Sea to Sky Parkwatch, a local affiliate of the national Canadian Parks and Wilderness Society, has announced its plans to review the governments recent decision to swap 87 hectares of Garibaldi Provincial Park with Whistler-Blackcomb in exchange for 113 hectares of land in the valley below.
Whistler-Blackcomb was granted a parcel of land that runs from Flute Summit, down along the edge of the park, to an area below the peak that would be suitable for setting up the base of a chairlift. B.C. Parks will get a rectangular section of land that straddles Fitzsimmons Creek and includes a section of Singing Pass Trail.
Sea to Sky ParkWatch met on June 5 to discuss the land exchange, which had already taken place. Whistler-Blackcomb and B.C. Parks announced the swap on May 24, and it was passed as part of an omnibus bill on May 30.
The meeting was attended by ParkWatch members as well as representatives from AWARE, the Federation of B.C. Mountain Clubs, and the Alpine Club of Canada.
The group is concerned with the lack of public process before the exchange, potential environmental impacts, and impacts on wilderness.
"We are concerned that B.C. Parks felt there was no need to consult the public," said Bob Brett of ParkWatch. "Singing Pass is perhaps the best know wilderness destination in the Lower Mainland parks system and is increasingly threatened by pressure from Whistlers phenomenal growth. To think that major changes could be made without meaningful public consultation is very troubling."
In terms of environmental impacts, the main concern was that the park would essentially lose the buffer it had enjoyed in the area. Although the majority of the area fell within the Whistler Mountain boundaries after a 1987 tenure review, the lack of lift access meant the area was only used by backcountry skiers.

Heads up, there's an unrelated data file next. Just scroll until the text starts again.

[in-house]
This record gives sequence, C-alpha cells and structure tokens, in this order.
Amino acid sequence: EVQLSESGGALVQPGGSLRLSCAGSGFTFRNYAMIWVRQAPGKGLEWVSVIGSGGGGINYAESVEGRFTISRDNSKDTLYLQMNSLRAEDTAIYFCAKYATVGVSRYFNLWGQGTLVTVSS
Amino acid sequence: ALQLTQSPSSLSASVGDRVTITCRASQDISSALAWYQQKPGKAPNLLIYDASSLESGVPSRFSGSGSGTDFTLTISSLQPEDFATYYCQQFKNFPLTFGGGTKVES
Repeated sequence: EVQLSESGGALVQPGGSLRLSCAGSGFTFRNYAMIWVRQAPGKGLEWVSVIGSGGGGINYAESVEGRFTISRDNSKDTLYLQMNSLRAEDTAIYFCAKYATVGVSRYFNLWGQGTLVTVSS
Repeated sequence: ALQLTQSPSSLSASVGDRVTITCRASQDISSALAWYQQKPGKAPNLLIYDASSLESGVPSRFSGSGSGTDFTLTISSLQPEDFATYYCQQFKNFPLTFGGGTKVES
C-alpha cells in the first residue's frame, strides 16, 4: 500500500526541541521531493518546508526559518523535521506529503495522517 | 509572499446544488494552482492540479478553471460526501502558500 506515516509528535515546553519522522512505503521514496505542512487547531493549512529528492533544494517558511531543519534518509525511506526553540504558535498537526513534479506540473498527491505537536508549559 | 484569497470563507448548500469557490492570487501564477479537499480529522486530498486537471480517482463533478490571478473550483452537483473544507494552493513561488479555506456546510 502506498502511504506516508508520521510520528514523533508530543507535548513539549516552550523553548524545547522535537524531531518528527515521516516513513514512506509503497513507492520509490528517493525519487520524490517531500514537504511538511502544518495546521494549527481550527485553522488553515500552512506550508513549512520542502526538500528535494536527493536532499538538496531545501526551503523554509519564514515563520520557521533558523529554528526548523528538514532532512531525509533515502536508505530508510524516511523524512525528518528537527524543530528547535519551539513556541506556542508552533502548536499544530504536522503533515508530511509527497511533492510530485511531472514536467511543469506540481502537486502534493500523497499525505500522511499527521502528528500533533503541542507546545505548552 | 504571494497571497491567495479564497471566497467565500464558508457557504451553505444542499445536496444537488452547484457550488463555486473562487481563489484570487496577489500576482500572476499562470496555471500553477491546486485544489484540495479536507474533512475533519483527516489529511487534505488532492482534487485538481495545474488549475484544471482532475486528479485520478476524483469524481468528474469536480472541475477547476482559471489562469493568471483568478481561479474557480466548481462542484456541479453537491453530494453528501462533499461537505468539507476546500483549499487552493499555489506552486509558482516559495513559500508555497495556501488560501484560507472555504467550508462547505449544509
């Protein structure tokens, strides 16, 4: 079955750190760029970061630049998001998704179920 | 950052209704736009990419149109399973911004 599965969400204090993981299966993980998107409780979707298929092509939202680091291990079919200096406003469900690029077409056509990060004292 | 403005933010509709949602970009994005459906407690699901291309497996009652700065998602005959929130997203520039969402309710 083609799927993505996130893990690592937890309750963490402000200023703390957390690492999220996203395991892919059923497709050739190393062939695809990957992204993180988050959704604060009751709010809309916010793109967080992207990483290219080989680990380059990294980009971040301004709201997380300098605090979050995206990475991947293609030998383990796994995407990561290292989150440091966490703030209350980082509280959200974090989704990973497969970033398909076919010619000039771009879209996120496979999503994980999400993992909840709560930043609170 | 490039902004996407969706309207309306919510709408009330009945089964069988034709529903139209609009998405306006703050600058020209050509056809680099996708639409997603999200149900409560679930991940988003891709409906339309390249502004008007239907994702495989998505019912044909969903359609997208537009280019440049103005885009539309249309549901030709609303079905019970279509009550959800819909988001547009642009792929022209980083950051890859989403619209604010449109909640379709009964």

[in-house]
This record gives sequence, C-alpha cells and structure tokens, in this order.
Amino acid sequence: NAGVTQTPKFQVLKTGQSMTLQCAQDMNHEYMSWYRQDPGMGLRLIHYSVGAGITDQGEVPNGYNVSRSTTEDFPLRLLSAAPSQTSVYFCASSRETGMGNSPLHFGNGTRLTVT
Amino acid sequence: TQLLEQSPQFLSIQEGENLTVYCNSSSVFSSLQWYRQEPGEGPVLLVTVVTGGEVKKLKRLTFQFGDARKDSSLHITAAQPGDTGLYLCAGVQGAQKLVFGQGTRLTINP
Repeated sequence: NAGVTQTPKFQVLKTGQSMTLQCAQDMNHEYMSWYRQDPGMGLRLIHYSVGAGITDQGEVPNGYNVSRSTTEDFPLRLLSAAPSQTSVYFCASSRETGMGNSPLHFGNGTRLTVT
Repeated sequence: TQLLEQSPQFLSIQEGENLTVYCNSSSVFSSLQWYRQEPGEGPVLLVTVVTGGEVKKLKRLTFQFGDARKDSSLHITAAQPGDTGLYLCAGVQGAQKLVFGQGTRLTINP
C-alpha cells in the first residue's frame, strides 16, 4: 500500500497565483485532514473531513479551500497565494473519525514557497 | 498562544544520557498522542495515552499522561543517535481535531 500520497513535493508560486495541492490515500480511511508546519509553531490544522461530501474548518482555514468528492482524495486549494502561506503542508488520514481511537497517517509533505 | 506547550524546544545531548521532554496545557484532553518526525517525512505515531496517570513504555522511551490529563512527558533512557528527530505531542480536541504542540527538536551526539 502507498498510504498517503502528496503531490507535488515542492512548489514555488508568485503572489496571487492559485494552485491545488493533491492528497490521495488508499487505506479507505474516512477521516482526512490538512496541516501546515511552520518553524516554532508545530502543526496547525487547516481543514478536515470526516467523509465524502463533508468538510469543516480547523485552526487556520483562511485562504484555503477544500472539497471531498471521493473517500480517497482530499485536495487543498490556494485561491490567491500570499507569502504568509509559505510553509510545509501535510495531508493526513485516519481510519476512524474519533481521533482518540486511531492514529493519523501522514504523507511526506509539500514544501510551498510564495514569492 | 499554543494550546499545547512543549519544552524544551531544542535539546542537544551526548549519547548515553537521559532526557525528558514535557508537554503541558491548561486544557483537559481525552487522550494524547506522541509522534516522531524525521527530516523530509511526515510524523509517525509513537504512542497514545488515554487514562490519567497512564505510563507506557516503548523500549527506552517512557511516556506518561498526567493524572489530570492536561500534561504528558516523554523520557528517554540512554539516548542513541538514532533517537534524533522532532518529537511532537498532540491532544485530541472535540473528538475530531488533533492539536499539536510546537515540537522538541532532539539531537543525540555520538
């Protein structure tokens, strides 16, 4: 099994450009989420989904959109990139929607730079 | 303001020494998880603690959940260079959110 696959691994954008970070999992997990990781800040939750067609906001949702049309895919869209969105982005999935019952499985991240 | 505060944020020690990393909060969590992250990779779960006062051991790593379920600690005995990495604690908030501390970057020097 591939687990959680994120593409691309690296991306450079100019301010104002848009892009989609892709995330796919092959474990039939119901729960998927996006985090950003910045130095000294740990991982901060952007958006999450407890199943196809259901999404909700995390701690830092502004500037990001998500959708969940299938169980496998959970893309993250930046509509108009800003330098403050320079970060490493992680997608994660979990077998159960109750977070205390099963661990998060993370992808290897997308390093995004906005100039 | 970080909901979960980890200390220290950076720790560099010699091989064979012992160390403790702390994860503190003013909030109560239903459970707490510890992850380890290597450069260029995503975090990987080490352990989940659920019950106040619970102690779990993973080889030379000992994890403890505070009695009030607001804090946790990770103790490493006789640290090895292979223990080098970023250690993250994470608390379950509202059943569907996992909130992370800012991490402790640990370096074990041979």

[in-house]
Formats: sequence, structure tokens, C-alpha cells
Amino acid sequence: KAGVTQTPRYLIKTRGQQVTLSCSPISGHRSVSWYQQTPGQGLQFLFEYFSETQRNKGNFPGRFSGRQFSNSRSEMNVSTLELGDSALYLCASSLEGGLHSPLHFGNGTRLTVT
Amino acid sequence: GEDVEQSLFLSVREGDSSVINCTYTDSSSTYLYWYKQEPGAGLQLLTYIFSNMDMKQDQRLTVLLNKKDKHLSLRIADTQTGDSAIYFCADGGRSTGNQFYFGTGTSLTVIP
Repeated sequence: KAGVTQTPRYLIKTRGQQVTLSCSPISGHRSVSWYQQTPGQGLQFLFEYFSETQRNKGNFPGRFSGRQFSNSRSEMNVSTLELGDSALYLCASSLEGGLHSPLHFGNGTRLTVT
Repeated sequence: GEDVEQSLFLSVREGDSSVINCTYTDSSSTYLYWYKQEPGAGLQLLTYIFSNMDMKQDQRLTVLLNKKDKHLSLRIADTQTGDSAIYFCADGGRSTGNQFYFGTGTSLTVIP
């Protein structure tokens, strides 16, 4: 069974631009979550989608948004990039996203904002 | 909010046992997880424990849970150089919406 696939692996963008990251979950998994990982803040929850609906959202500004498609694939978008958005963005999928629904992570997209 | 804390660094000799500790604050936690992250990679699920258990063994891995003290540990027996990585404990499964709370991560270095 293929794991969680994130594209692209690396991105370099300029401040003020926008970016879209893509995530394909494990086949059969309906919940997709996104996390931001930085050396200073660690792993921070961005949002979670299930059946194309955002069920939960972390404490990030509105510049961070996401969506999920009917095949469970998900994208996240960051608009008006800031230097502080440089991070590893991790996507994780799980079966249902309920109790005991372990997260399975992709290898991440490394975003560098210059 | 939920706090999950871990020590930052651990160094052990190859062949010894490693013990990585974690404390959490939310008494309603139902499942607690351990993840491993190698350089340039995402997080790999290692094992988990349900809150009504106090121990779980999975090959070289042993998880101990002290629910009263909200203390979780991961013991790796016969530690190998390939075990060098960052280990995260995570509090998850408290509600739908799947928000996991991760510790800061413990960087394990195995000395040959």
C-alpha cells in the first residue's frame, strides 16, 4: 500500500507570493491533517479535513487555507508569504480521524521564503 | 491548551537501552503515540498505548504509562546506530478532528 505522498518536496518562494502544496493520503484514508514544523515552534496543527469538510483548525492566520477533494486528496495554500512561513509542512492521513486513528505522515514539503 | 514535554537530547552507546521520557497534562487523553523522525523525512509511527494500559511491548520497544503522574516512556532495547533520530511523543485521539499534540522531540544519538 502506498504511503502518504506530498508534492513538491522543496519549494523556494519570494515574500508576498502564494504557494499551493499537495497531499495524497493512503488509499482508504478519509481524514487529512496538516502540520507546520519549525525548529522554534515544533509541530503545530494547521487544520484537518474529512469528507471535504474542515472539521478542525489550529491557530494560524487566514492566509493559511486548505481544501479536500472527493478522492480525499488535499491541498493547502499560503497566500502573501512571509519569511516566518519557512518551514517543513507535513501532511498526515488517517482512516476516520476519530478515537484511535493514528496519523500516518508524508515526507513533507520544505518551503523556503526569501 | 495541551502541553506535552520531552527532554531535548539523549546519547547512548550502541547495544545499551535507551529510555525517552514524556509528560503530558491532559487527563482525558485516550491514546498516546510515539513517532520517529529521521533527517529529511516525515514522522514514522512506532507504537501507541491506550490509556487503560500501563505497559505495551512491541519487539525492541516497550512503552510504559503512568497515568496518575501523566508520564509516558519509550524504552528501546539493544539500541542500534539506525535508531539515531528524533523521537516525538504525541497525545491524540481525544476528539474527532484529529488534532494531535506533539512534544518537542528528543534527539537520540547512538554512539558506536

"No one knows the environmental impacts from the new lift and the huge increase in ski traffic into Singing Pass because no studies have been done. We are also very concerned with road construction in this sensitive alpine area and the impacts of snowmobiles and grooming associated with the lift," said Al Whitney.
As for Wilderness Values, ParkWatchs position is that the presence of the lift would impact on the natural beauty of the area. According to Bryce Leigh from the Whistler section of the Alpine Club of Canada, "Singing Pass now provides a readily accessible wilderness for those willing to hike or climb. If this development continues the natural wilderness experience would be lost. There wouldnt be any unspoiled and accessible alpine meadows left in the Singing Pass area."
After the meeting ParkWatch, AWARE and the Federation of Mountain Clubs of B.C. announced plans to team up in an effort to reverse the land swap.
Whistler-Blackcombs position is that current boundaries are the result of an oversight when redrawing the boundaries in 1987, and that the mountain had always planned lift access for the Flute basin. They also said they went through the proper channels for the expansion by going through B.C. Parks and the legislative process.
According to Arthur DeJong, the Mountain Planning and Environmental Resource Manager for Whistler-Blackcomb, by using the natural terrain for the lift system, the project will have less environmental impact than attempting to install a lift within the current boundaries.
"It has already been decided by Whistler-Blackcomb that this area was going to be lift serviced," he said. "Thats done. My challenge today is to see that its done in the very best way. How do we minimize its ecological footprint so it doesnt impact the environment or wildlife?
"Our door is very open for the community to the community concerns over how we do this."
ParkWatch will be hosting a public open house on the Flute land swap between 5 and 7 p.m. on Wednesday, July 19, in the lounge at Myrtle Philip school. It will run alongside another open house hosted by the Sea to Sky Land and Resource Management Plan, which is being held in the Myrtle Philip gymnasium.